There’s a lot of talk about Electric Vehicles out there. People seem to be split into two camps: on one side, we have the people who snicker and point at electric vehicles and compare them to golf carts. And in the other camp, we have the people who are taking a serious look at EVs due to the combination of supply contraction and robust growth in global demand for petroleum (read: really high gasoline prices).
In this debate, it’s important to remember that the electric vehicle is relatively new technology to the mass market (GM had a working production prototype called the EV-1, which was scrapped in 1999). The early internal combustion vehicles weren’t much to shake a stick at- and in fact, the Ford Model T was incredibly prone to poor performance and breakdown issues (not to mention bad hair- early models weren’t enclosed). As such, it’s important to view EVs through that lens- new technology that will improve with time.
That’s not to say that EVs aren’t worthy of purchase today. With the Chevy Volt and Nissan LEAF going on sale in select Canadian markets this summer, there isn’t a lot of user feedback available yet (aside from the blogosphere and the auto reviewers, that is). The US’ EPA has released efficiency results for both vehicles, and the data is quite promising.
Range: 117km (using the LA4 “real world” rest protocol)
Energy Consumption: 34 kWh per 161km (about 99 mpg when compared to a traditional internal combustion, or ICE, engine)
Cost per kilometer: 1.08 cents
This tells us that the Nissan LEAF uses about 0.211 kWh per kilometer driven. Armed with that data, you can expect to expend about 25 kWh over the full range of the car (an estimate, of course- actual performance will vary depending on driving habits and climate conditions just like with gasoline powered vehicles). If you plug in your EV to charge during off-peak hours (in Ontario, between 9pm and 7am), you’ll pay around $1.28 to recharge the battery fully. Even if you need to recharge the battery fully every day, that’s only $40 a month. I bet filling up your gas tank costs a lot more.
Range: 56km (again using the LA4 test protocol in battery-only mode)
Energy Consumption: 36 kWh per 161 km (about 93 mpg when compared to a traditional ICE)
Cost per kilometer: 1.14 cents (in electric-only mode)
So, the Volt uses about 0.223 kWh per kilometer driven. In other words, you can expect to use around 12.5 kWh over the entire range of the car- which is about half that of the LEAF in electric-only mode (the Volt switches to a gasoline-powered backup generator when the battery starts to run low; and the total range of the car averages 610 km). Charging the battery fully on the Volt (in Ontario) would cost about $0.64, assuming you only charged it during off-peak hours.
The economics of running these two cars on battery power alone are very comparable. Both are much, much more affordable than gasoline-powered cars at current fuel prices. In fact, the price of gasoline would have to fall to 15.6 cents per litre for a car getting 30 mpg fuel efficiency to match the cost efficiency of operating the Nissan LEAF – and that’s only considering the price of moving the respective vehicles from place to place. With an electric vehicle, the cost of routine maintenance is much lower as the wear and tear is miniscule compared to that of a traditional ICE vehicle (an electric engine has about 5 moving parts, whereas an internal combustion engine has several hundred).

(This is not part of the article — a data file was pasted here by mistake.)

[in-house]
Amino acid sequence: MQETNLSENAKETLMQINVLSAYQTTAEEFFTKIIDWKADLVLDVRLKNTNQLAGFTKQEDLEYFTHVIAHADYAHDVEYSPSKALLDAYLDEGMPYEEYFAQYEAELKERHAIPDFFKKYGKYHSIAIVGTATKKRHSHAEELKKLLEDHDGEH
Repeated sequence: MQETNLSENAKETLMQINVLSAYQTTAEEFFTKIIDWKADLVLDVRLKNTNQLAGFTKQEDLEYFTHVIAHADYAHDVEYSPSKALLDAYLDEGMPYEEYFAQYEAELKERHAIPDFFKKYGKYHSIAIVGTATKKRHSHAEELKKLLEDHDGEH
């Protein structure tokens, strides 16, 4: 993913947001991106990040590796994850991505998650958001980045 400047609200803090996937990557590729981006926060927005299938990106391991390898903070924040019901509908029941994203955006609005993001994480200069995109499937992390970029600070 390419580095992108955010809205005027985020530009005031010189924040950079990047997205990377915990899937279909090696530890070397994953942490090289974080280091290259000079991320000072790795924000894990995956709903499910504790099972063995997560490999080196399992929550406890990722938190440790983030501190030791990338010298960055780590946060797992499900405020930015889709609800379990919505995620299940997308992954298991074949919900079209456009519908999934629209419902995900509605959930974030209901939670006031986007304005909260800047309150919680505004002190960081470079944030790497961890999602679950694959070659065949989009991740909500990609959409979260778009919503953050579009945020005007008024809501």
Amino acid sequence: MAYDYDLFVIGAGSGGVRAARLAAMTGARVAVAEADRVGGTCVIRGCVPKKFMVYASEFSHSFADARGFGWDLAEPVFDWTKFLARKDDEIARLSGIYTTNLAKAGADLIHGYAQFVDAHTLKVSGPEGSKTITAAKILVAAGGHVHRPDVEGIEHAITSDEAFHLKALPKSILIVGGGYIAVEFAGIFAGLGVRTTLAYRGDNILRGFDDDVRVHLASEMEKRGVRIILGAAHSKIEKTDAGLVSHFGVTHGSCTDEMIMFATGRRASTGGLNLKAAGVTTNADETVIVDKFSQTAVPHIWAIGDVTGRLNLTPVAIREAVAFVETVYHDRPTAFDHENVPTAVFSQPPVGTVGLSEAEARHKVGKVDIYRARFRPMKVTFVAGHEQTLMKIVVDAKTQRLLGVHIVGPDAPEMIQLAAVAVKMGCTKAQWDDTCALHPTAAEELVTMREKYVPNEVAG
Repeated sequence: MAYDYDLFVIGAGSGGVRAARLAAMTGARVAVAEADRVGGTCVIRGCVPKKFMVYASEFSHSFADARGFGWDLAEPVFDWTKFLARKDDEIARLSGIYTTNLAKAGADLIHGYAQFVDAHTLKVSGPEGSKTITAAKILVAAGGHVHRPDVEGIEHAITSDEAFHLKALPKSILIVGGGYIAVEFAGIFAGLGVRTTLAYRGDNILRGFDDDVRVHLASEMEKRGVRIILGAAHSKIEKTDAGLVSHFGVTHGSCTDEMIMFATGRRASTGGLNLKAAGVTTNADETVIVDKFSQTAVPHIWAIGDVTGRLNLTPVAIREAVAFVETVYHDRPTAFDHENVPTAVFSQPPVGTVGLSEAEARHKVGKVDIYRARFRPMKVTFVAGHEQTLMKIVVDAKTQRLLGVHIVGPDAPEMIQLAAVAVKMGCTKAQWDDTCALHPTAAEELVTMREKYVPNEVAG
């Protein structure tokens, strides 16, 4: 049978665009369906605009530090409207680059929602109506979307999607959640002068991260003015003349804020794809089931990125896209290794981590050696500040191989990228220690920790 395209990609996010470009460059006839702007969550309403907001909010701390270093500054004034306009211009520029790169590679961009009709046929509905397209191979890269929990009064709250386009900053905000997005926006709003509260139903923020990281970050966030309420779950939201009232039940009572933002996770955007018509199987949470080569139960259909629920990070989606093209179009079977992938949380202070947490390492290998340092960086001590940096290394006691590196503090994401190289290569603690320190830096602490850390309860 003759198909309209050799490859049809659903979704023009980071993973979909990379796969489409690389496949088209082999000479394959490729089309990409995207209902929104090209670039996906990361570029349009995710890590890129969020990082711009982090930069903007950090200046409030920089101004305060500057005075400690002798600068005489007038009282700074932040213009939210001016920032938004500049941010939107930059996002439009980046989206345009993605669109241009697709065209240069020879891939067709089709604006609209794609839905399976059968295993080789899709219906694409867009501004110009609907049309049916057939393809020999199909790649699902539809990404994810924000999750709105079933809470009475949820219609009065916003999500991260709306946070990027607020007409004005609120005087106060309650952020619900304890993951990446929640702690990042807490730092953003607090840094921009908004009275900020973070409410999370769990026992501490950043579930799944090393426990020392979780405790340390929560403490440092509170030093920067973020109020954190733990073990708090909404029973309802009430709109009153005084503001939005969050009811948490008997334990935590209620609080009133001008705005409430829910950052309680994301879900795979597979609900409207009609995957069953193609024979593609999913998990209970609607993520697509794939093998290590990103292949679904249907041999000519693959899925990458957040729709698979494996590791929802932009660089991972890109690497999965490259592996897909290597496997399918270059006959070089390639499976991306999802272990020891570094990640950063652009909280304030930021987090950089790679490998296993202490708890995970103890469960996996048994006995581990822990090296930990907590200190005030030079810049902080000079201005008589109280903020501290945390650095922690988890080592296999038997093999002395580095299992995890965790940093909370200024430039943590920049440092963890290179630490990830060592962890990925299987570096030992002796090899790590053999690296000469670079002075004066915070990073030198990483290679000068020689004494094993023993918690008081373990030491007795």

The sticker price on current EVs is somewhat higher than their ICE powered counterparts – the Canadian MSRP for the Volt starts around $41,000, with the LEAF weighing in at just under $39,000. Though, the higher purchase price is offset over the life of the vehicle by the higher operating efficiency. For instance, an electric vehicle owner who drives 15 000 km in a year will save around $1,250 in fuel over the driver of a 30 mpg ICE-powered vehicle at current prices. Additionally, analysis conducted by Nissan suggests that the average driver will also save $400 annually in maintenance costs. Assuming a 15 year operational life cycle, the electric vehicle owner would have an extra $5,000 in the bank over the owner of a traditional gasoline powered car (perhaps even more- combustion engines tend to require more frequent maintenance and repair as they near the end of the operational life cycle).
So, who’s getting in line to buy an electric car this summer? Obviously, they’re not for everyone. With such a small range, people who commute long distances (or weekend cottagers) aren’t likely to hurry to purchase the Nissan LEAF. Clearly, this is where the design team at GM scores a big win with the Volt – the gasoline powered backup generator extends the range of the vehicle to nearly that of a traditional ICE-powered subcompact.
And for the people who giggle about electric cars… a 2011 Chevy Volt has 273 lb/ft of torque in electric only mode- more than double the 123 lb/ft of the similarly-sized Chevy Cruze. Hold on to your hat when you hit the pedal.
Disclosure: at time of writing, I did not own an equity position in any of the companies mentioned in this article.